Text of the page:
Numerical Phase Velocity and Parasitic Modes

Analysis of parasitic modes is easiest in the constant-coefficient case. We will examine the simplest possible non-trivial MDWDF, namely that of the constant-coefficient lossless source-free (1+1)D transmission line. Because at the stability limit, this scheme becomes equivalent to simple centered differences (see previous section), for which we do not have parasitic modes at all, we will look at the MDWDF of Figure 3.14(b) away from this limit^{}. We have chosen
. The MDWDF is redrawn in Figure 3.21, where we have

for some .

where represents a unit delay in the time direction, and a unit shift in the direction. We have written the outputs of the delay registers, in an exponential state, as

where the are complex amplitudes. The updating of the values in the delay registers can be written, in terms of these amplitudes, as

which is parametrized by a reflectance

If we introduce the variables

the updating decouples into two subsystems, namely

and are known as

The *symbols* [176] of the two subsystems,
and
are defined by

where is the identity matrix. Nontrivial solutions to the update equations (3.83) occur when the determinants of the symbols vanish. In the absence of boundary conditions, we may assume , where is a real wavenumber, in which case we have four solutions in terms of given by

which are simply the eigenvalues of the spectral amplification matrices. The corresponding eigenvectors of these same matrices are

All four eigenvalues are of unit magnitude, and thus, using , we can rewrite solutions (3.84) as

for some real defined by . ( always exists because we have , from (3.82).) For small wavenumbers, we have

and we thus have in this limit, for the roots subscripted with in (3.85),

where we have used the fact that , which follows from (3.82) and the definitions of the port resistances in (3.64) as well as . The quantities and are called

Clearly, if we are at the passivity limit, where
, then , and thus
, which implies, finally that
, so that we have, from (3.85), that
and
; wave propagation is thus dispersionless. As mentioned in the previous section, at this limit, the MDWD network reduces to an exact digital traveling wave solution (this was also noted in §3.7.5). It is also interesting to note that when
, so that and are zero, then (3.85) implies that wave propagation is also dispersionless in this case as well. It is easy to see here, from Figure 3.21, that because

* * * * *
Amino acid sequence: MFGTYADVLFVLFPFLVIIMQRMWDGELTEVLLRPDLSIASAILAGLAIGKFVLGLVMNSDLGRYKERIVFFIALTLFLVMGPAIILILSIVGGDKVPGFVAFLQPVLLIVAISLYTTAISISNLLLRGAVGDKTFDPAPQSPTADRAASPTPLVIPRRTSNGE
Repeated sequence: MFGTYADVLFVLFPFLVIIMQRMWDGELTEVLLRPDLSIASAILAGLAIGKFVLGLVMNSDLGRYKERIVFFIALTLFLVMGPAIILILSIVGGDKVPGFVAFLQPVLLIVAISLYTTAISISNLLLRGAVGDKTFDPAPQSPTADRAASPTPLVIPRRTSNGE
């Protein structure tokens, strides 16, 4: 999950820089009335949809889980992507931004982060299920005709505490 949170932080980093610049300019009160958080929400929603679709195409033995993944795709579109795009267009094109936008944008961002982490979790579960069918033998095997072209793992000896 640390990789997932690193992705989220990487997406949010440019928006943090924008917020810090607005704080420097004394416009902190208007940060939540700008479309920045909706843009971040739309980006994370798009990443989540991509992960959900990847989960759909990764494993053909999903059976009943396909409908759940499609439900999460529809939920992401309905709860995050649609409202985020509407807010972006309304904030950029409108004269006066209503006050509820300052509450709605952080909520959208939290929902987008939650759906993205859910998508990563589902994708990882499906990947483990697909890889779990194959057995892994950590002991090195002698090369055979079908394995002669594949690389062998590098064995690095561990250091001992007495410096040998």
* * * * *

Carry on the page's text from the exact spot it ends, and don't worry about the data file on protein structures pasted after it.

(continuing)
, there will be no scattering through the adaptors; the pure time delays may thus be shifted directly into the lattice two port, and we can perform a manipulation similar to that of §3.7.5 to give a simplified digital ``traveling wave'' network, with doubled time delays. Here, we are in effect implementing a traveling wave solution on a different grid, but the implication is that for the corresponding problem with material variation, the MDWD network gives a good approximation to the numerical phase velocity even for certain values of which are far from the local physical wave speed. This is not true for digital waveguide networks, where the numerical phase velocities degrade considerably away from the passivity limit. We will return to these expressions (which provide complete information regarding the *numerical dispersion* properties of the scheme) in §4.3.8 in a comparison with the digital waveguide network for the same system.
In anticipation of the discussion in §3.10, we mention that for constant , we have for the eigenvectors corresponding to the dominant modes, that

Because we also have, from Figure 3.21, that , and , we can also write, for the dominant mode,

Thus in this limit, the wave variables incident on the left adaptor occur in the same ratio as the port resistances, and are in fact aligned with an eigenvector of the scattering matrix corresponding to the adaptor. A similar statement holds for the quantities incident on the right adaptor. We will return to this observation in the next section.